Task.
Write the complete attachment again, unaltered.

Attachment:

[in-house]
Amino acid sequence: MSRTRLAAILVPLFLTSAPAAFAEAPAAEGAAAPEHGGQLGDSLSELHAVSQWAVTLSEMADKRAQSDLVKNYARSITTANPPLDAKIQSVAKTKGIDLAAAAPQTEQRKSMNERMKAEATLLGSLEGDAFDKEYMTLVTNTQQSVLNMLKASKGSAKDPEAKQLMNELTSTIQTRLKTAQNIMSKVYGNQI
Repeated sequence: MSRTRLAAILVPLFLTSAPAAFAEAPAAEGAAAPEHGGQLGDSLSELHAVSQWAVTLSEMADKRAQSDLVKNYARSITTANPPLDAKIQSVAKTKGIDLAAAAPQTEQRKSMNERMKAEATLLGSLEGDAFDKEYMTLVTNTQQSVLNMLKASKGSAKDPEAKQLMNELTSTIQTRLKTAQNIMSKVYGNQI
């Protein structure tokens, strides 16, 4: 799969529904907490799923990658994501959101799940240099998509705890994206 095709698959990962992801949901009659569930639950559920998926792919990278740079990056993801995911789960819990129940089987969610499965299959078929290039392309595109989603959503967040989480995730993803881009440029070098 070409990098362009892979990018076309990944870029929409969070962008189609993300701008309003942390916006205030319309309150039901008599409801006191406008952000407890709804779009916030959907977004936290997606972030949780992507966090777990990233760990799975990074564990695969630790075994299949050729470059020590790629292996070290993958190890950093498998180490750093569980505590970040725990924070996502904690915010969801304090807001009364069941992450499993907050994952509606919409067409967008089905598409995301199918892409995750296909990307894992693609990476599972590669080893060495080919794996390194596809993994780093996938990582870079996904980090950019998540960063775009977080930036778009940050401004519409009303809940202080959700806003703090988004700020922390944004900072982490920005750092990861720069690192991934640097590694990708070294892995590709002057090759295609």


[in-house]
Amino acid sequence: MSRTRLAAILVPLFLTSAPAAFAEAPAAEGAAAPEHGGQLGDSLSELHAVSQWAVTLSEMADKRAQSDLVKNYARSITTANPPLDAKIQSVAKTKGIDLAAAAPQTEQRKSMNERMKAEATLLGSLEGDAFDKEYMTLVTNTQQSVLNMLKASKGSAKDPEAKQLMNELTSTIQTRLKTAQNIMSKVYGNQI
Repeated sequence: MSRTRLAAILVPLFLTSAPAAFAEAPAAEGAAAPEHGGQLGDSLSELHAVSQWAVTLSEMADKRAQSDLVKNYARSITTANPPLDAKIQSVAKTKGIDLAAAAPQTEQRKSMNERMKAEATLLGSLEGDAFDKEYMTLVTNTQQSVLNMLKASKGSAKDPEAKQLMNELTSTIQTRLKTAQNIMSKVYGNQI
């Protein structure tokens, strides 16, 4: 799969529904907490799923990658994501959101799940240099998509705890994206 095709698959990962992801949901009659569930639950559920998926792919990278740079990056993801995911789960819990129940089987969610499965299959078929290039392309595109989603959503967040989480995730993803881009440029070098 070409990098362009892979990018076309990944870029929409969070962008189609993300701008309003942390916006205030319309309150039901008599409801006191406008952000407890709804779009916030959907977004936290997606972030949780992507966090777990990233760990799975990074564990695969630790075994299949050729470059020590790629292996070290993958190890950093498998180490750093569980505590970040725990924070996502904690915010969801304090807001009364069941992450499993907050994952509606919409067409967008089905598409995301199918892409995750296909990307894992693609990476599972590669080893060495080919794996390194596809993994780093996938990582870079996904980090950019998540960063775009977080930036778009940050401004519409009303809940202080959700806003703090988004700020922390944004900072982490920005750092990861720069690192991934640097590694990708070294892995590709002057090759295609």